Belfast Telegraph

Stockdale and the young trio show seismic shift in Irish rugby’s player production line

 

By Brendan Fanning

Nothing illustrates better the seismic shift in producing modern Test rugby players than what happened in New Jersey’s Red Bull Arena two nights ago.

In June 2016, three of Ireland’s match day 23 against the US were running around with lads their own age. Now they are Test players hoping to be regulars by the time Ireland return to Japan for the 2019 World Cup.

Their immediate focus back then would have been on getting as far as possible in the U-20 World Cup. Doing well there was a launching pad for provincial stuff. These were Academy lads. Getting some game time in the Guinness PRO12 was an ambitious enough target.

Ulster's Jacob Stockdale was leading the charge there: he had six games under his belt before heading to Manchester with the 20s. As an outside back of nearly 6ft 4in and 15 stone, he already had a head start. The other pair are grunts. They were a mile off a run with the seniors.

In Andrew Porter’s case the journey would be complicated slightly by his freakishly powerful frame. Tightheads are a more valuable commodity than looseheads. He looked like he could make the shift across the scrum, but it would take more time.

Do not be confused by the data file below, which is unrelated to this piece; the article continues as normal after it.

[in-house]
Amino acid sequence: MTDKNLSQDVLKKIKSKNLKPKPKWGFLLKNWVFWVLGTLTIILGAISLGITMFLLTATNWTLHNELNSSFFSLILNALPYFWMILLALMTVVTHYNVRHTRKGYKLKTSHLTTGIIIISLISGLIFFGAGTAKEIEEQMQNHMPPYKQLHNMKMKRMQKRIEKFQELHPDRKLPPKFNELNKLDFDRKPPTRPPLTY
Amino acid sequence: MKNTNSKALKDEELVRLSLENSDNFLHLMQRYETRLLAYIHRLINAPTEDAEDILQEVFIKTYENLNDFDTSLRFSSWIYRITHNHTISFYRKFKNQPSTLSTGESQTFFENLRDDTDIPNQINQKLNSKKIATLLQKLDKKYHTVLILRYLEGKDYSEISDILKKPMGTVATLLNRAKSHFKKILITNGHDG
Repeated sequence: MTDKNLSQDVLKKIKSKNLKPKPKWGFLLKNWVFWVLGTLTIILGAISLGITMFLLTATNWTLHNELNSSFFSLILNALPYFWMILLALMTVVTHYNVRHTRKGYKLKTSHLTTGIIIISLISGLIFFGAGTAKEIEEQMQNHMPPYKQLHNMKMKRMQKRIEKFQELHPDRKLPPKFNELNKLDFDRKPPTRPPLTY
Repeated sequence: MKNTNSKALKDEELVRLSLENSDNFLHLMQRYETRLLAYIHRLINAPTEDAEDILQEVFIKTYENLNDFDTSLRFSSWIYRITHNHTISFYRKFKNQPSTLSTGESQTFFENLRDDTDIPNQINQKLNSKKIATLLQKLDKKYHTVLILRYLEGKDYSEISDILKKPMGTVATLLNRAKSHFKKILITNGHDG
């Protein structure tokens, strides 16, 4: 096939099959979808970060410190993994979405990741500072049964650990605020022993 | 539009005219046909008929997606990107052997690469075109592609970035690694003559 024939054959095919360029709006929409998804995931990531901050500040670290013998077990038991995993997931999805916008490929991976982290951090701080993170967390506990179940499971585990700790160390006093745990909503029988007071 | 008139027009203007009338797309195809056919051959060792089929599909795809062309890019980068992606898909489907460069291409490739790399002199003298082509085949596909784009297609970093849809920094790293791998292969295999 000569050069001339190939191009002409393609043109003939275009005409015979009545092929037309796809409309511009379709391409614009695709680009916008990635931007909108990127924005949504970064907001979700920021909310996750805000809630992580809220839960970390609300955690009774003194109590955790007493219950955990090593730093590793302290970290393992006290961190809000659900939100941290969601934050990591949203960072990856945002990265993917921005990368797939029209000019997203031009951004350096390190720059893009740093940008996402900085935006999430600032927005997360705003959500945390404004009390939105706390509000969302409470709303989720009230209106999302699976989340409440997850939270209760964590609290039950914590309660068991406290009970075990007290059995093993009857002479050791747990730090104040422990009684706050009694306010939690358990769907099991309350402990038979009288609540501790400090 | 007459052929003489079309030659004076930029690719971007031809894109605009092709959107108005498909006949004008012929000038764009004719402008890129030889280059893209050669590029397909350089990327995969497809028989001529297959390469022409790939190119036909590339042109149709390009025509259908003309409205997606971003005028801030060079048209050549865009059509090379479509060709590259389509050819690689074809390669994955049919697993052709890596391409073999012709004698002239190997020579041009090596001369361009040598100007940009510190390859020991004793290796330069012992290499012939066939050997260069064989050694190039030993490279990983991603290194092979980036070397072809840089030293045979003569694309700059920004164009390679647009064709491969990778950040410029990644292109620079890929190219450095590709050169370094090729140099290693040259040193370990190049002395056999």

As for James Ryan, he came through the schools system and was marked out as a leader who one day would play for his country. The prediction didn’t convey the message that the national bit would come before playing for his province — or that he would be a contender for a world record for the fastest Test try by a new cap.

It’s hard to fathom how you could embark on an international tour when you have zero senior provincial experience, and so little gas in your tank, without getting palpitations.

The modern production line for players is spitting out sleek machines that don’t need road tested. In equal measure you wish them all the best, and hope those designing the system don’t shut off the valve that allows for late developers to get on board.

This is a sport proud to accommodate all shapes and sizes. That needs to be figurative as well as literal.

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